Sharkie's Machine: Ward and Kessler Win Tune Up Fights
By Frank Gonzalez Jr. exclusive to Doghouse Boxing (Sept 15, 2009)  
Boxing Saturday night in Temecula California was a slice of predictable fare, as California resident, Andre Ward (20-0, 13 KO’s) faced non-descript opponent, Shelby Pudwill (22-3-1, 9 KO’s) of North Dakota and won by TKO inside of three rounds. It wasn’t much of a fight. Pudwill was in over his head against the man listed at six foot-one inch tall but looked six-foot-three easily against the six foot Pudwill, who looked more like five-foot eleven. But it mattered not since this fight was over before it started.

Ward demonstrated quality skills and respectable power against Pudwill, who said before the fight that he hoped to keep it competitive, so as to insure his future in boxing. To Pudwill’s credit, he was about as competitive as a “set up” opponent typically is. In this fight we got to see how well Ward can fight against sub par opposition. Ward would’ve been better off just sparring with quality sparring partners as he prepares for his next fight against WBA titlist Mikkel Kessler. When it was over, the post fight interview was focused on the up coming Showtime production of “The Super Six Tournament.” where six “top ranked” fighters at 168 pounds will square off in a rare boxing tournament that hopefully becomes common place in the future of boxing.

Meanwhile, over in Denmark , Ward’s scheduled opponent to open his participation in the Super Six Tournament, Mikkel Kessler (42-1, 32 KO’s) won his fight against a fairly game Venezuelan challenger, Gusmyr Perdomo (16-3, 10 KO’s) in nearly identical fashion, scoring a (quick stoppage) TKO in four rounds. Unlike Pudwill, Perdomo showed some skills, landed a few good shots and even won the second round (on my card) before being hit on the shoulder by a Kessler punch. That shot in the arm sent shockwaves to Perdomo’s legs, which got real rubbery soon as the ref appeared ready to stop the contest. We got a demonstration of how well Kessler does against less than prime time opponents.

Ward is a pretty big guy who’s faced enough B level opponents to have decent confidence. Kessler is a good puncher and has quality technical skills to match. I’m looking forward to seeing Ward vs. Kessler in November.

Both the Kessler Perdomo and the Ward Pudwill fights were basically the same, lame game. The only notable difference between these fights was that Perdomo gave a better account of himself, actually winning a round or two, before following the script and going down at a right moment. Another difference was that Perdomo, who actually gave Kessler a decent sparring match, looked to have surrendered on cue, whereas Pudwill had the will to continue but lacked the skills, purpose or durability to do so when the ref pulled the plug on him.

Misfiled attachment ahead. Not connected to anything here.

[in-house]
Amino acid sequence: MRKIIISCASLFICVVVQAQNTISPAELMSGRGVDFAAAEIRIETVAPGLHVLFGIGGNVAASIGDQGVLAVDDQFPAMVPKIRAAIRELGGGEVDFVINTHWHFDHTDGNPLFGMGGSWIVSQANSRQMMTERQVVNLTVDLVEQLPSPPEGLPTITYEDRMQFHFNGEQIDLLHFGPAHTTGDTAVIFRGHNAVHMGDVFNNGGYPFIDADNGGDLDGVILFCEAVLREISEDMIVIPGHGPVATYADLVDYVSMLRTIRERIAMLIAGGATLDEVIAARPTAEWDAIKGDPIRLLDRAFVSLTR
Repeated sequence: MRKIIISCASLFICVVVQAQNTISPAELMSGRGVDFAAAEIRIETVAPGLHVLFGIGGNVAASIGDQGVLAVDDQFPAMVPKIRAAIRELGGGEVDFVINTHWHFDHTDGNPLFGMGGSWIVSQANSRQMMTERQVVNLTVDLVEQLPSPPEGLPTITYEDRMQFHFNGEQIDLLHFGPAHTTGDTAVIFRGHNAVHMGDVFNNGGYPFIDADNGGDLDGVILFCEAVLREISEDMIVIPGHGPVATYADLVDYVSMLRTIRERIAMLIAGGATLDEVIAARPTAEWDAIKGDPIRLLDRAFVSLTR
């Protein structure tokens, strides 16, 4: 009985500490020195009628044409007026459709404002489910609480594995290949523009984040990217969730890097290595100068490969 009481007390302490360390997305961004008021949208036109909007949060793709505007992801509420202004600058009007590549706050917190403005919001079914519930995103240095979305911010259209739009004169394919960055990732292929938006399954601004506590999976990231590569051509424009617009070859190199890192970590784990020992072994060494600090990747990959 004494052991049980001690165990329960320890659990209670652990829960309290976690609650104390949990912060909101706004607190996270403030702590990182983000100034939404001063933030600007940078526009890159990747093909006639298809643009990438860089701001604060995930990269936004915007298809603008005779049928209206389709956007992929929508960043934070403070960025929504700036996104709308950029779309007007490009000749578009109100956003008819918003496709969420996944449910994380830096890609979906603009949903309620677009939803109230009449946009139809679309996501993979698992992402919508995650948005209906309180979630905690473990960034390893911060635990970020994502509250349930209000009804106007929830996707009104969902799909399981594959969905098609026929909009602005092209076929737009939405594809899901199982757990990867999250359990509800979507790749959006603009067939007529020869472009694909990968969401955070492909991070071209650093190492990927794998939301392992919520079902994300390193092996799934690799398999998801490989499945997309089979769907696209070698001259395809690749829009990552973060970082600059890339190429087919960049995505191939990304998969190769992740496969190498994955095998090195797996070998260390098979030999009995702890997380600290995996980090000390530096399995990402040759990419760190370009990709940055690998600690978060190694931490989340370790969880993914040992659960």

There was another fight I would’ve watched if it wasn’t that it was on Pay-Per-View; like Julio Caesar Chavez Jr. (40-0, 1, 30 KO’s) against Jason Le Houllier (21-2-1, 8 KO’s), who extended his losing streak to three losses in a row. Actually, I’ve not seen Chavez Jr. fight more than maybe twice since all his fights are on PPV against B level opponents. Expect Chavez Jr. to start fighting high quality fighters after he’s 50-0 and ready to retire.

Though September hasn’t been so good for boxing so far, we do have some exciting fights on the menu for the remainder of the month. Vince Philips fights next Thursday against Carlos Quintana. That could be interesting for a few rounds. Then we have the super hyped PPV event of Welterweight Floyd Mayweather Jr. vs. Juan Manual Marquez (a Lightweight) next Saturday. And while this is something of a mismatch on paper, Marquez is a true warrior with excellent boxing skills who against all odds, does have something of a chance to beat “Money” Mayweather.

We also have an exciting Heavyweight contest scheduled for the 26th of this month when Vitali Klitschko takes on Cristobal Arreola. Arreola is still a bit light on quality experience but is tough as nails. His lack of skills is balanced by his powerful will to win. Arreola is a classic slugger and will be trying to take Vitali’s head off as quickly as possible. Vitali is a big man at six foot, seven and a half inches tall. He’s possibly the best HW in boxing today. His brother Wladimir is also a HW titlist. Wlad has the better boxing skills but Vitali is the more ruthless puncher with more of a war like demeanor in the ring than his younger brother, who loathes being hit. Arreola can also take a punch but how much will he be able to take from the Eastern European giant? We’ll find out soon.

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